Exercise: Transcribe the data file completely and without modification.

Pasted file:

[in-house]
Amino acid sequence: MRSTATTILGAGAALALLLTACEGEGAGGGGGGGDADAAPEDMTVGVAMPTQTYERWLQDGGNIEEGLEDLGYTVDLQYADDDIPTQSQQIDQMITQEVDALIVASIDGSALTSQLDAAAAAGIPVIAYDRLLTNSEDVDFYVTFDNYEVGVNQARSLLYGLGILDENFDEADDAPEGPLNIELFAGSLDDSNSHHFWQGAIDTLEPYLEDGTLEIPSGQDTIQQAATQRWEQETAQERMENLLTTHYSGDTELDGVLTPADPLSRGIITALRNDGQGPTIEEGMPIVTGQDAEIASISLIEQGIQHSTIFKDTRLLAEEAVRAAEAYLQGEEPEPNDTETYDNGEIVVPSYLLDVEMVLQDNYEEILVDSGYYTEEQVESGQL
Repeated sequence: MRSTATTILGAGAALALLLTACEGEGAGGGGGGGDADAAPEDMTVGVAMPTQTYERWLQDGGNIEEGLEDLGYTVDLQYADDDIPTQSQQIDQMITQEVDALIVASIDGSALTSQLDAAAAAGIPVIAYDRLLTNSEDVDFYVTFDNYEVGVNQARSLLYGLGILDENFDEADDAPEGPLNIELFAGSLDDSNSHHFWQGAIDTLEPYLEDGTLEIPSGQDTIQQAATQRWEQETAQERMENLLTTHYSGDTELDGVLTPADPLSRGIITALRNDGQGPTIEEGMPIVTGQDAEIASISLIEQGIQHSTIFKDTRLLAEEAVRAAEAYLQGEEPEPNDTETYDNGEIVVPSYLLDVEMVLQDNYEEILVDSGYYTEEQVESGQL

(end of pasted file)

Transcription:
[in-house]
Amino acid sequence: MRSTATTILGAGAALALLLTACEGEGAGGGGGGGDADAAPEDMTVGVAMPTQTYERWLQDGGNIEEGLEDLGYTVDLQYADDDIPTQSQQIDQMITQEVDALIVASIDGSALTSQLDAAAAAGIPVIAYDRLLTNSEDVDFYVTFDNYEVGVNQARSLLYGLGILDENFDEADDAPEGPLNIELFAGSLDDSNSHHFWQGAIDTLEPYLEDGTLEIPSGQDTIQQAATQRWEQETAQERMENLLTTHYSGDTELDGVLTPADPLSRGIITALRNDGQGPTIEEGMPIVTGQDAEIASISLIEQGIQHSTIFKDTRLLAEEAVRAAEAYLQGEEPEPNDTETYDNGEIVVPSYLLDVEMVLQDNYEEILVDSGYYTEEQVESGQL
Repeated sequence: MRSTATTILGAGAALALLLTACEGEGAGGGGGGGDADAAPEDMTVGVAMPTQTYERWLQDGGNIEEGLEDLGYTVDLQYADDDIPTQSQQIDQMITQEVDALIVASIDGSALTSQLDAAAAAGIPVIAYDRLLTNSEDVDFYVTFDNYEVGVNQARSLLYGLGILDENFDEADDAPEGPLNIELFAGSLDDSNSHHFWQGAIDTLEPYLEDGTLEIPSGQDTIQQAATQRWEQETAQERMENLLTTHYSGDTELDGVLTPADPLSRGIITALRNDGQGPTIEEGMPIVTGQDAEIASISLIEQGIQHSTIFKDTRLLAEEAVRAAEAYLQGEEPEPNDTETYDNGEIVVPSYLLDVEMVLQDNYEEILVDSGYYTEEQVESGQL